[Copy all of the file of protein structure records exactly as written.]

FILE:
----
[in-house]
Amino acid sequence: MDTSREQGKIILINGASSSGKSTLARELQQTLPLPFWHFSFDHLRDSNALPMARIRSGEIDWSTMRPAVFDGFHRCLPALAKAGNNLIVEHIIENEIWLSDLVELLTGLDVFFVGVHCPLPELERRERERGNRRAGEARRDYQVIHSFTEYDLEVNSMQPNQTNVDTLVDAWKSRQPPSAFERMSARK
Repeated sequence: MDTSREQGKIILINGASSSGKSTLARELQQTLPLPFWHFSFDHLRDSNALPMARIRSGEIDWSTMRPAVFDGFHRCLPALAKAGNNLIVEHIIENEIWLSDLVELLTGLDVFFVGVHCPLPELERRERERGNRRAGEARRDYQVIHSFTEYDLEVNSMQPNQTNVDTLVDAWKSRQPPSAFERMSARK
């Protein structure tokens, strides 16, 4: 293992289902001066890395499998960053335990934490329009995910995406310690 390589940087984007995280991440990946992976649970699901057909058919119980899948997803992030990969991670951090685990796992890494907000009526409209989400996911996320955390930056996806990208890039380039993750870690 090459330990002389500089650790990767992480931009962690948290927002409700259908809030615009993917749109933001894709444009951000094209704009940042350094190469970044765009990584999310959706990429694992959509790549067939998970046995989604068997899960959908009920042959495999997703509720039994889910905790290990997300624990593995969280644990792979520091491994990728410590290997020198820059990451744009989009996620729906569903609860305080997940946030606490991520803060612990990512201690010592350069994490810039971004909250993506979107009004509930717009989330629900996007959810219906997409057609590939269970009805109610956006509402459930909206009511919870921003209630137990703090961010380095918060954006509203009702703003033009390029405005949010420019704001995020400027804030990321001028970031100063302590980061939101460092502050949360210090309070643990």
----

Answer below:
[in-house]
Amino acid sequence: MDTSREQGKIILINGASSSGKSTLARELQQTLPLPFWHFSFDHLRDSNALPMARIRSGEIDWSTMRPAVFDGFHRCLPALAKAGNNLIVEHIIENEIWLSDLVELLTGLDVFFVGVHCPLPELERRERERGNRRAGEARRDYQVIHSFTEYDLEVNSMQPNQTNVDTLVDAWKSRQPPSAFERMSARK
Repeated sequence: MDTSREQGKIILINGASSSGKSTLARELQQTLPLPFWHFSFDHLRDSNALPMARIRSGEIDWSTMRPAVFDGFHRCLPALAKAGNNLIVEHIIENEIWLSDLVELLTGLDVFFVGVHCPLPELERRERERGNRRAGEARRDYQVIHSFTEYDLEVNSMQPNQTNVDTLVDAWKSRQPPSAFERMSARK
């Protein structure tokens, strides 16, 4: 293992289902001066890395499998960053335990934490329009995910995406310690 390589940087984007995280991440990946992976649970699901057909058919119980899948997803992030990969991670951090685990796992890494907000009526409209989400996911996320955390930056996806990208890039380039993750870690 090459330990002389500089650790990767992480931009962690948290927002409700259908809030615009993917749109933001894709444009951000094209704009940042350094190469970044765009990584999310959706990429694992959509790549067939998970046995989604068997899960959908009920042959495999997703509720039994889910905790290990997300624990593995969280644990792979520091491994990728410590290997020198820059990451744009989009996620729906569903609860305080997940946030606490991520803060612990990512201690010592350069994490810039971004909250993506979107009004509930717009989330629900996007959810219906997409057609590939269970009805109610956006509402459930909206009511919870921003209630137990703090961010380095918060954006509203009702703003033009390029405005949010420019704001995020400027804030990321001028970031100063302590980061939101460092502050949360210090309070643990």